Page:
How to store rabbit pellets
I have had pet rabbits for over 20 years at this point and have learned so much over that time. Pellets are an important part of a rabbit’s diet and needs to be stored properly to maintain nutritional value and freshness. The best rabbit pellets are made from timothy hay and should be very hard in texture. If pellets are not stored properly they can become soft which is not good for your rabbits dental health.
The best storage container for rabbit pellets
I love, love, love this storage container for my rabbits pellets. It snaps closed and creates an airtight seal and will hold a ton of pellets. Bugs cannot get inside… or out LOL. Yes it possible for mites and weevils to be in your rabbit pellets. My current pet rabbit, Mr. Bunny had a case of walking dandruff on his big ears and my awesome vet told me that sometimes mites come into the house via hay and pellets.
Anyway… The plastic is thick and flexible enough on this storage container that it will not break if you accidentally drop it when full of rabbit pellets. The best part about this container is that the lid doubles as a measuring cup. The measurements on the cup go down to a 1/4 cup which is excellent for small rabbit. If you don’t know how much pellets you should be feeding look here.
If you have a lot of rabbits this bulk container works really well and holds a lot of rabbit pellets.
The Best Rabbit Pellets
Having had pet rabbits for many years I have tried just about every rabbit pellet on the market. I have a deep love for my buns and only want the best possible nutrition for them. I can tell you that there are some terrible, terrible rabbit pellets on the market. These pellets can cause long term health issues and shorten your rabbit’s life span.
If you want to feed your rabbit healthy and wholesome pellets look at these posts.
- Best rabbit pellets
- Best baby Rabbit Pellets (5 months and younger)
- The Best Diet for Rabbits
The worst rabbit pellets – Do NOT feed these!
Some rabbit pellets are absolutely awful for your bun. Here is what you want to avoid.
- Soft pellets – Pellets that are soft or crumbly should never be fed to your pet rabbit. Rabbit pellets should be very hard in order to improve dental health. Your rabbit’s teeth will never stop growing and need to be worked as much as possible. A rabbit’s mouth is designed to consume coarse foods like hay/grass and plant matter. It is imperative that your rabbit’s teeth are used like nature intended. If you can dig your nail into the pellet it is too soft!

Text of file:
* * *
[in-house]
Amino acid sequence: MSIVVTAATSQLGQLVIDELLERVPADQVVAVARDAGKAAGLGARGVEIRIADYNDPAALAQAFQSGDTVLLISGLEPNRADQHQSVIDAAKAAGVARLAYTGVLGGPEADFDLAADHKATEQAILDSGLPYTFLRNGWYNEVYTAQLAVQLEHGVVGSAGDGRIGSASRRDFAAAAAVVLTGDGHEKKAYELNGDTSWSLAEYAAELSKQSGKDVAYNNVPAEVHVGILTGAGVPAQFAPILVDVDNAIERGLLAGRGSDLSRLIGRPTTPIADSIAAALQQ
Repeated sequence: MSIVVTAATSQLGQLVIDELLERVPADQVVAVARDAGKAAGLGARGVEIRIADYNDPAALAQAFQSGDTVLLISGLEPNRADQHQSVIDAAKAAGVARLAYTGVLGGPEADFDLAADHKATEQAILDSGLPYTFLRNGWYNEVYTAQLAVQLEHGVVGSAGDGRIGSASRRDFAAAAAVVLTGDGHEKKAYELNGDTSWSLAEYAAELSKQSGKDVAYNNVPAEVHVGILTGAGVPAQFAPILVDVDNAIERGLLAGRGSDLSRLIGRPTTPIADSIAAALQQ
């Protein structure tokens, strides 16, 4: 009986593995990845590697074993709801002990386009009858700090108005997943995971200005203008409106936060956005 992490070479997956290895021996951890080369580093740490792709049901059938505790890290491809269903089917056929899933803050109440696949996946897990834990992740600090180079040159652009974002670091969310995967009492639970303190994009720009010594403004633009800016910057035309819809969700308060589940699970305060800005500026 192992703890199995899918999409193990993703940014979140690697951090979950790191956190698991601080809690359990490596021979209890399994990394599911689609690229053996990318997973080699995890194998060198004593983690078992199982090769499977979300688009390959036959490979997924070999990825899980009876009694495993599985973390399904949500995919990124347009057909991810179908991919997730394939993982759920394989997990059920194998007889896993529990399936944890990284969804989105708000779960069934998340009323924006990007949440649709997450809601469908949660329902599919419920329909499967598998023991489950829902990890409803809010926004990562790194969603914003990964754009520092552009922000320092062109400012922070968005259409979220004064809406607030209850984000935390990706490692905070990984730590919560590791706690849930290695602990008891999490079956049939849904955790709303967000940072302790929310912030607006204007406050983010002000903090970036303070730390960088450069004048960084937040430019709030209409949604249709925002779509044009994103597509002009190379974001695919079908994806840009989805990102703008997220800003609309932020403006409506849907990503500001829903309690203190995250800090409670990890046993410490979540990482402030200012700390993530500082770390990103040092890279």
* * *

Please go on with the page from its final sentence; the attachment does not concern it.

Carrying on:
- Corn – Some rabbit pellets have corn as an ingredient or have corn kernels mixed into the bag. Rabbits are not made to eat or digest corn period. Corn is high in sugar and has very little nutritional value in it. It is possible for a rabbit to suffer sever health issues from eating corn.
- Nuts and Seeds – This is another big no no. Again, rabbit’s digestive tract is not made for nuts and seed. Many rabbit pellet manufacturers add nuts and seeds to their pellets or mix them in. I will admit it looks great from a marketing standpoint, but it should never be fed to your pet bunny.
Here is a terrible product!
Notice the words in the packaging, “Gourmet – Fruits and vegetables”, then the asterisk (*) on dental health. Then they claim it’s great for digestion. OMG this food is not good for your rabbit in any stretch of the imagination.
- Gourmet – Nothing but a marketing move. “Gourmet” simply means bad stuff is in this food for your rabbit.
- Fruits and Vegetables – Rabbits only need a tiny bit of fruit as a treat and they do not need compressed, dried vegetable matter in their pellets.
- *Dental Health – The asterisk on dental health means “by chewing action.”
How many pellets to feed your rabbit?
Most veterinarians recommend about 1/8 to 1/4 cup of pellets per 5 pounds of body-weight. You can read more about how many pellets to feed your rabbit here.
Hay is critical
It is important to keep in mind that hay is the most important part of your rabbits diet even if you are feeding a Timothy based pellet. There are a number of different options for hay including the following.
About the Author
My name is Vanessa and I love my buns. My current house rabbit is Mr. Bunny, he is a black and white Dutch that just turned 9 years old.
I believe that rabbits are a magnificent animal that make great pets for SOME people. My mission is to share what I have learned about rabbits over the past 20 years to improve the relationship between our pets and us. Please contact me or comment if you have any questions or comments.